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Employers Need to Know: What Constitutes Unfair Dismissal

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As an employer it is important that you know what constitutes unfair dismissal so that you don’t leave your business vulnerable to employment tribunals. Typically an employee would need to have been continuously in your employment for at least two years in order to make a claim for unfair dismissal. However, certain actions taken by employers or managers will result in a rule that is known as automatically unfair dismissal. Here is a brief overview of the most common types of automatically unfair dismissal:


If you have dismissed an employee after they have exercised rights to do with pregnancy and maternity you are at a very high risk of an unfair dismissal claim. This can include dismissal over disputes regarding maternity leave or pay which is a statutory right.

Family reasons

Family reasons can cover a broad range of issues such as parental leave which protects parents and the leave which they are entitled to for the birth and adoption of children. Birth leave and adoption leave are a statutory right which both parents of the child are often entitled to, whether the child is adopted or born into the family. Dismissing an employee for requesting or taking this leave, which they are entitled to, is extremely likely to result in an unfair dismissal claim.

A less well known type of leave which employees are equally entitled to, is time off for dependants, sometimes known as compassionate leave. Compassionate leave or time off for dependants refers to time which employees may need to take in order to care for family or those who live with them. The exact law around time off for dependants can be a little confusing, particularly if the employer doesn’t feel like the person in question qualifies as a dependant. If you believe that an employee wants either excessive time off for a dependant or you feel like the person in question is not in fact a dependant, you should always consult an employment law professional before taking action as this could easily result in an unfair dismissal claim if handled improperly.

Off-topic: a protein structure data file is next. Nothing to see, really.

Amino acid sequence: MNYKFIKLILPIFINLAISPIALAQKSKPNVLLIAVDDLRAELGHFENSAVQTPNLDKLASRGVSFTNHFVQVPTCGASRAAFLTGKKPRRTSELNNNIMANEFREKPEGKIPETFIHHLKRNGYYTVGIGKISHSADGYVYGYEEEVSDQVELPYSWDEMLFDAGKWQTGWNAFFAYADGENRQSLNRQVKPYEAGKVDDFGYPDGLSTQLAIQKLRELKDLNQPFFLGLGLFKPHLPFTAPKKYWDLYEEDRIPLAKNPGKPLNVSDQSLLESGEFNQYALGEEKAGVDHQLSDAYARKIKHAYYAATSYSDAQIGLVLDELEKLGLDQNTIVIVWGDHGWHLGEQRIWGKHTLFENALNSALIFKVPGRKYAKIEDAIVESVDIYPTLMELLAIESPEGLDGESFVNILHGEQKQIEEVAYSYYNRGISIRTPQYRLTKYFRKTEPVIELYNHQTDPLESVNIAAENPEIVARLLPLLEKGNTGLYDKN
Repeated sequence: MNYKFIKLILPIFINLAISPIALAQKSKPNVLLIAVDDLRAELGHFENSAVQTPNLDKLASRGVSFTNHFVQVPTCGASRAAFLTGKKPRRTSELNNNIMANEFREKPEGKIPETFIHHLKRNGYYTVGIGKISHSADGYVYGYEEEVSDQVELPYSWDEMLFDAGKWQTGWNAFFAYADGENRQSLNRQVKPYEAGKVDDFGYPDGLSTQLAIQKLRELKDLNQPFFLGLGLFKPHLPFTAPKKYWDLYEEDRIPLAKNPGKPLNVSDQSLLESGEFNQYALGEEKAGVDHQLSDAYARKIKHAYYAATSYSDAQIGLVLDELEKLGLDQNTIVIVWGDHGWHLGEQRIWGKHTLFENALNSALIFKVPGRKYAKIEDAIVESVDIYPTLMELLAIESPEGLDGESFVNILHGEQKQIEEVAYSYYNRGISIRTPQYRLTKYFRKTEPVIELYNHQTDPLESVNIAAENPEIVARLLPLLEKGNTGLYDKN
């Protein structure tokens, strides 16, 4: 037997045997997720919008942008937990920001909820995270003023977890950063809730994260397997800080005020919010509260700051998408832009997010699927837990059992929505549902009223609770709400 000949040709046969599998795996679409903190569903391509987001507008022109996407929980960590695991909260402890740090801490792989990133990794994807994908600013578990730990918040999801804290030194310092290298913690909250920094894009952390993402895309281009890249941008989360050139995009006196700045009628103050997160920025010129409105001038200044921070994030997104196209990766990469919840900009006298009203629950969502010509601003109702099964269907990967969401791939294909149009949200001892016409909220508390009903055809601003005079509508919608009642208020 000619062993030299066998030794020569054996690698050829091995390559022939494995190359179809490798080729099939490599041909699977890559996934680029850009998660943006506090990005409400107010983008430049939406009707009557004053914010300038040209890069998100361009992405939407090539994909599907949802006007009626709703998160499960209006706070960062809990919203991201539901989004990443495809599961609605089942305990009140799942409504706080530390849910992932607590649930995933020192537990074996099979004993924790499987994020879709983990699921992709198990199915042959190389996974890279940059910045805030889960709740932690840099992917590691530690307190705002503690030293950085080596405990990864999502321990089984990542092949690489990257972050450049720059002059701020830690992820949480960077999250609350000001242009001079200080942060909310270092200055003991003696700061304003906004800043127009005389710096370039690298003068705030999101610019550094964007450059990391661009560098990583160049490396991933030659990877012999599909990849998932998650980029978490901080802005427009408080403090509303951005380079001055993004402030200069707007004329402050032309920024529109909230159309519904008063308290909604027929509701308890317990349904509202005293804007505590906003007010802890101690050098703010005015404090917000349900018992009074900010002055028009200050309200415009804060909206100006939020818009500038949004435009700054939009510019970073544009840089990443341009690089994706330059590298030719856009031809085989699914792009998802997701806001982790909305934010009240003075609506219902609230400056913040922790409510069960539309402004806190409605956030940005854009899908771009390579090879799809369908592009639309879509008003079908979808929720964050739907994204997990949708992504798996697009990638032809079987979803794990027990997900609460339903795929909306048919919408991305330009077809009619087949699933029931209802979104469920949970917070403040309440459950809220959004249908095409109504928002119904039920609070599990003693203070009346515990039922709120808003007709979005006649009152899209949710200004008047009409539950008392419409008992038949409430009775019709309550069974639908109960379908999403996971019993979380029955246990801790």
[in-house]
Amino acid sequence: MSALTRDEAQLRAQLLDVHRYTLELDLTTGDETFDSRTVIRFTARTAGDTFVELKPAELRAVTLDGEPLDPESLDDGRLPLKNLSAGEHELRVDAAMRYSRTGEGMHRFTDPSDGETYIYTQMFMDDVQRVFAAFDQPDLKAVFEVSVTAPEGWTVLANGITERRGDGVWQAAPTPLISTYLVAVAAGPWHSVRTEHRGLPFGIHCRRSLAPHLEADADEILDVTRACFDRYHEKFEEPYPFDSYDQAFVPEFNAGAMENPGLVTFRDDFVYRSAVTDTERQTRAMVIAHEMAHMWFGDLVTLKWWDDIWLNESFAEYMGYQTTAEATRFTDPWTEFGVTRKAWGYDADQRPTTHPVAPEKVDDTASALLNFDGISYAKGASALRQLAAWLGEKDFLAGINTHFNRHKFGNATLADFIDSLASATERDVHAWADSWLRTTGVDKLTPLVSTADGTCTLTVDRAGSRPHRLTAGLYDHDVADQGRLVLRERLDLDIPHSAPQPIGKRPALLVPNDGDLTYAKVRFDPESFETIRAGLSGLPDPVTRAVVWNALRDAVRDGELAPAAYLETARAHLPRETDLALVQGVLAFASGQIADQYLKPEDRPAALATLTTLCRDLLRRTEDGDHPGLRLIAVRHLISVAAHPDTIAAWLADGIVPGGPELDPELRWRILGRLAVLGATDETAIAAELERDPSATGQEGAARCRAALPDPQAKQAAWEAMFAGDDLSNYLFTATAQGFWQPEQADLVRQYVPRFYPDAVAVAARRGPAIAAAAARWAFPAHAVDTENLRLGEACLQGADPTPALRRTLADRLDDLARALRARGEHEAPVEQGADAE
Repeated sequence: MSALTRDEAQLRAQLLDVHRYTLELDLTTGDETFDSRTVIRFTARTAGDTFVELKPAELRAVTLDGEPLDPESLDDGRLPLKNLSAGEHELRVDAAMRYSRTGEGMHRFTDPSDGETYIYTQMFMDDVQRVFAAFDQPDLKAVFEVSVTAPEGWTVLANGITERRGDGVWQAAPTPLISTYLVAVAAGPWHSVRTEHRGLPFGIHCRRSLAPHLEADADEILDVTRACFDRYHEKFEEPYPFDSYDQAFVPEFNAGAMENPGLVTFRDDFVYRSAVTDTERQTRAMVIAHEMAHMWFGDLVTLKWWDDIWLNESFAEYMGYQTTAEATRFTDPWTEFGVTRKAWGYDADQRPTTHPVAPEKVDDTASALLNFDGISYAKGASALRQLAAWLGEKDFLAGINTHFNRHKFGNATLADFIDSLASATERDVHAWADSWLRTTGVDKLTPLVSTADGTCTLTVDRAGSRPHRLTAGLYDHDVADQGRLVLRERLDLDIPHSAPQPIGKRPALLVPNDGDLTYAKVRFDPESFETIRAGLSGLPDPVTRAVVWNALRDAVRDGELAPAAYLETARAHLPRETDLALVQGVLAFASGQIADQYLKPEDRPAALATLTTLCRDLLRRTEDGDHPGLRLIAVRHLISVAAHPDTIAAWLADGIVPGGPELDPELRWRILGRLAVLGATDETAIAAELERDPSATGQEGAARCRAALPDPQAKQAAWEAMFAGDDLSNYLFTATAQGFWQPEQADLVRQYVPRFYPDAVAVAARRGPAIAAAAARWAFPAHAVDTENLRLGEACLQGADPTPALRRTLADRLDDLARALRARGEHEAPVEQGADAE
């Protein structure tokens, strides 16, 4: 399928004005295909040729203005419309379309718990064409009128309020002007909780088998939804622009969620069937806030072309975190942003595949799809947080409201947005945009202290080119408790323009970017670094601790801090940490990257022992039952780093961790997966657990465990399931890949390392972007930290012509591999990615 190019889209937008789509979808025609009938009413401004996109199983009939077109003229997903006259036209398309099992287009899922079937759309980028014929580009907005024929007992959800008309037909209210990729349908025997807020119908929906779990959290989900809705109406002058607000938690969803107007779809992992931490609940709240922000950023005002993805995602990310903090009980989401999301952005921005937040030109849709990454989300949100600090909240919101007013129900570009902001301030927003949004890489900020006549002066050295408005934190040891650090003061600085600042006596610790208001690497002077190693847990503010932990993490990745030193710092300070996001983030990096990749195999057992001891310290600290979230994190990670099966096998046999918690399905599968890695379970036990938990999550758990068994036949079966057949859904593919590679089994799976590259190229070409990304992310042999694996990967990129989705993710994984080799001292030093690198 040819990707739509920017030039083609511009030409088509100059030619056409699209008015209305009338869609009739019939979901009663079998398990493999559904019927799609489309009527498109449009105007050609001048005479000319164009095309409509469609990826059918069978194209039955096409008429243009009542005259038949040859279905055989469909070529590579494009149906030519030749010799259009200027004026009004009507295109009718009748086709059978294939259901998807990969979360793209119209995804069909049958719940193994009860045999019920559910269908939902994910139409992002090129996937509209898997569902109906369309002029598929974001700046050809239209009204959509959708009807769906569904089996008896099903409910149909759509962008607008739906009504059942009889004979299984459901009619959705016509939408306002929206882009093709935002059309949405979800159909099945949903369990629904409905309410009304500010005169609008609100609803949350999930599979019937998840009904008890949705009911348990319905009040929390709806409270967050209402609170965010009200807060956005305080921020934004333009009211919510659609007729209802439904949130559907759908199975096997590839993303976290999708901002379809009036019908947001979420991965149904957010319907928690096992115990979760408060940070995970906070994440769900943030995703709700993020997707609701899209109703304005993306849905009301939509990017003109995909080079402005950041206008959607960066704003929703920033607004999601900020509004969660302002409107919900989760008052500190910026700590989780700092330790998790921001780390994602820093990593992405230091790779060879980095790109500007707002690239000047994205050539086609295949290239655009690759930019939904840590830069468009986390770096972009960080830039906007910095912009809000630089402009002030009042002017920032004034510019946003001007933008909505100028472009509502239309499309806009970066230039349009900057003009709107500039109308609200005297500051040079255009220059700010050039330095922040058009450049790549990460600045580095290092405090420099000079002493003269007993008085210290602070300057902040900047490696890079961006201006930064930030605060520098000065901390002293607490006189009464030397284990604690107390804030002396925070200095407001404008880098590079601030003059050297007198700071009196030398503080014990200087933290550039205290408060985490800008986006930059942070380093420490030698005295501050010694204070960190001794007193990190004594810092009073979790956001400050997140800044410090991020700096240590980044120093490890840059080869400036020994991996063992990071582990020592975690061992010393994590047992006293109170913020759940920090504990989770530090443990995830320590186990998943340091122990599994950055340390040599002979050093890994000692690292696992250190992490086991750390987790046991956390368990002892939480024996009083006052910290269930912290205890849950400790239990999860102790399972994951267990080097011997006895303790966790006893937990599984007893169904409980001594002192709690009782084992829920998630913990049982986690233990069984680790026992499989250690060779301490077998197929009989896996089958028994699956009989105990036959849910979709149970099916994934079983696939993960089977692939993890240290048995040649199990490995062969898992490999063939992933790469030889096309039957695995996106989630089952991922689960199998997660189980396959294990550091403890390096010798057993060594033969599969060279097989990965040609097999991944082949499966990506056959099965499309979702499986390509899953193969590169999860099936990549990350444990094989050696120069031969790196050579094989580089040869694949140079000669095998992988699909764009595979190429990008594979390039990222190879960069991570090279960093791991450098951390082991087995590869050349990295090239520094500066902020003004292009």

Trade union membership or representation

Any dismissal as a result of trade union membership or activity will automatically result in unfair dismissal.

Similarly, if you are dismissing someone based on that person accompanying a colleague to a disciplinary or grievance hearing or acting as an employee representative then this will automatically be considered unfair dismissal.


Employees are protected by law against discrimination for reasons such as:

  • Sexual orientation
  • Religion
  • Disability
  • Age
  • Race
  • Marriage

Dismissing employees based on any of the above characteristics is highly illegal and will put your business at serious risk.

Pay and working hours

Working Time Regulations, minimum wage and annual leave are all statutory rights for employees and dismissing an employee over any of these issues is an unfair dismissal.

Additional reasons for unfair dismissal

This has been a brief list of some causes for dismissal which will automatically be considered unfair, but there are other less common reasons for unfair dismissal which include:

  • Whistle blowing within your organisation
  • Political beliefs or affiliations
  • Specific health and safety issues

Protect your business

It is your responsibility as an employer to know the statutory rights which your employees are entitled to by law. By understanding these laws and the laws around unfair dismissal you are protecting your business against unfair dismissal claims and employment tribunals. If you are unsure of a dismissal issue with an employee, contact an employment law expert for free impartial advice on 0161 115 6164.

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